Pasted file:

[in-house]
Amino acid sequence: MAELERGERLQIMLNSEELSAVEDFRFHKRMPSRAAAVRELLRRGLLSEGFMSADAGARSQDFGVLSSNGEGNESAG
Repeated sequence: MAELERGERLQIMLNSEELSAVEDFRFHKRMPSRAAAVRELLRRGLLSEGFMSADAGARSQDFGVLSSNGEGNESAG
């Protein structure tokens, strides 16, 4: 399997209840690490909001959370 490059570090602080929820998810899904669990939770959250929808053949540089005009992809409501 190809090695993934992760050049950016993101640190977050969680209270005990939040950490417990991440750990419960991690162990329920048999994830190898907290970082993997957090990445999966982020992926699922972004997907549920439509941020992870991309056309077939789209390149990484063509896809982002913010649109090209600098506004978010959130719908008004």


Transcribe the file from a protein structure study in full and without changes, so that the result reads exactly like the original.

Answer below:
[in-house]
Amino acid sequence: MAELERGERLQIMLNSEELSAVEDFRFHKRMPSRAAAVRELLRRGLLSEGFMSADAGARSQDFGVLSSNGEGNESAG
Repeated sequence: MAELERGERLQIMLNSEELSAVEDFRFHKRMPSRAAAVRELLRRGLLSEGFMSADAGARSQDFGVLSSNGEGNESAG
């Protein structure tokens, strides 16, 4: 399997209840690490909001959370 490059570090602080929820998810899904669990939770959250929808053949540089005009992809409501 190809090695993934992760050049950016993101640190977050969680209270005990939040950490417990991440750990419960991690162990329920048999994830190898907290970082993997957090990445999966982020992926699922972004997907549920439509941020992870991309056309077939789209390149990484063509896809982002913010649109090209600098506004978010959130719908008004």